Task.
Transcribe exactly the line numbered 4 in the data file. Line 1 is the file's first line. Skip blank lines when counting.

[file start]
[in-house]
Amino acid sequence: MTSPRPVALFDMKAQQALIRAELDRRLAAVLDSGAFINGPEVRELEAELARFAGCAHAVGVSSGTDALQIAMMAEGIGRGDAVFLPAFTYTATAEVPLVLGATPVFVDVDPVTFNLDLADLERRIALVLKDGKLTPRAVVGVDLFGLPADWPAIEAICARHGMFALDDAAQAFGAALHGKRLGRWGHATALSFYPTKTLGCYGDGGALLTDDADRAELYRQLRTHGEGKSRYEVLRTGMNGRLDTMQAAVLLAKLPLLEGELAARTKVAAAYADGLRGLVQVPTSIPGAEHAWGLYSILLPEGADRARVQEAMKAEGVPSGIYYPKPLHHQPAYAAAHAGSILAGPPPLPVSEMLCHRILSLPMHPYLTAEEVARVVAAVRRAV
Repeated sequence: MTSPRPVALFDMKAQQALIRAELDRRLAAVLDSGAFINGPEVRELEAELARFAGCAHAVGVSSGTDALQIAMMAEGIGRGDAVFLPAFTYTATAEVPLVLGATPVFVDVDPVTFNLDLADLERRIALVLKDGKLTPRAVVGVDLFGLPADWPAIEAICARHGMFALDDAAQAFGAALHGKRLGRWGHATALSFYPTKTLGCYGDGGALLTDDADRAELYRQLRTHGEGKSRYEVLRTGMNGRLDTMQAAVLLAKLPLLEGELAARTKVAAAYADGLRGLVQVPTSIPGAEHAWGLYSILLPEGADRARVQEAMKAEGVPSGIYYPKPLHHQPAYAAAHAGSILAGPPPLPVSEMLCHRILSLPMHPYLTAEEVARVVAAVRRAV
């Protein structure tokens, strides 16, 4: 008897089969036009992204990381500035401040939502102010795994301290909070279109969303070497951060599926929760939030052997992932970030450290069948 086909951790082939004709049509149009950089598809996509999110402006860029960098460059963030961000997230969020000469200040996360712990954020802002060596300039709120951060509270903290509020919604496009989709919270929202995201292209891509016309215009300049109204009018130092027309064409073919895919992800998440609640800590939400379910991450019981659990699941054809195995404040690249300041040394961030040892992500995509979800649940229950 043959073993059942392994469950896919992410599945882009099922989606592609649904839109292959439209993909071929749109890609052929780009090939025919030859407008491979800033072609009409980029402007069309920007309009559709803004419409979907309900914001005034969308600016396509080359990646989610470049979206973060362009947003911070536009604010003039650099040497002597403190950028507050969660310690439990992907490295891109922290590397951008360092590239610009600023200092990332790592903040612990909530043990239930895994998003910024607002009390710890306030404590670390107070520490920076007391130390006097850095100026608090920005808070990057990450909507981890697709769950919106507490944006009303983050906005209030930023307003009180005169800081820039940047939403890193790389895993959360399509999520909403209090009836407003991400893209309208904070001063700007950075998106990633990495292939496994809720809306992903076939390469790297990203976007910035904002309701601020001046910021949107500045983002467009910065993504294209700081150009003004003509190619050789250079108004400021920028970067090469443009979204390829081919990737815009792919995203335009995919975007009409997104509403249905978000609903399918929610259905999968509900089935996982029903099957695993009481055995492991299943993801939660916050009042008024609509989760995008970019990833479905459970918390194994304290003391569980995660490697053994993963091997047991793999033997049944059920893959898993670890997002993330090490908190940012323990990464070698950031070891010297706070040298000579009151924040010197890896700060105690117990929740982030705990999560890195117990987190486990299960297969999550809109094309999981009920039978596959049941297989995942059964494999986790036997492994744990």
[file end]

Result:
């Protein structure tokens, strides 16, 4: 008897089969036009992204990381500035401040939502102010795994301290909070279109969303070497951060599926929760939030052997992932970030450290069948 086909951790082939004709049509149009950089598809996509999110402006860029960098460059963030961000997230969020000469200040996360712990954020802002060596300039709120951060509270903290509020919604496009989709919270929202995201292209891509016309215009300049109204009018130092027309064409073919895919992800998440609640800590939400379910991450019981659990699941054809195995404040690249300041040394961030040892992500995509979800649940229950 043959073993059942392994469950896919992410599945882009099922989606592609649904839109292959439209993909071929749109890609052929780009090939025919030859407008491979800033072609009409980029402007069309920007309009559709803004419409979907309900914001005034969308600016396509080359990646989610470049979206973060362009947003911070536009604010003039650099040497002597403190950028507050969660310690439990992907490295891109922290590397951008360092590239610009600023200092990332790592903040612990909530043990239930895994998003910024607002009390710890306030404590670390107070520490920076007391130390006097850095100026608090920005808070990057990450909507981890697709769950919106507490944006009303983050906005209030930023307003009180005169800081820039940047939403890193790389895993959360399509999520909403209090009836407003991400893209309208904070001063700007950075998106990633990495292939496994809720809306992903076939390469790297990203976007910035904002309701601020001046910021949107500045983002467009910065993504294209700081150009003004003509190619050789250079108004400021920028970067090469443009979204390829081919990737815009792919995203335009995919975007009409997104509403249905978000609903399918929610259905999968509900089935996982029903099957695993009481055995492991299943993801939660916050009042008024609509989760995008970019990833479905459970918390194994304290003391569980995660490697053994993963091997047991793999033997049944059920893959898993670890997002993330090490908190940012323990990464070698950031070891010297706070040298000579009151924040010197890896700060105690117990929740982030705990999560890195117990987190486990299960297969999550809109094309999981009920039978596959049941297989995942059964494999986790036997492994744990």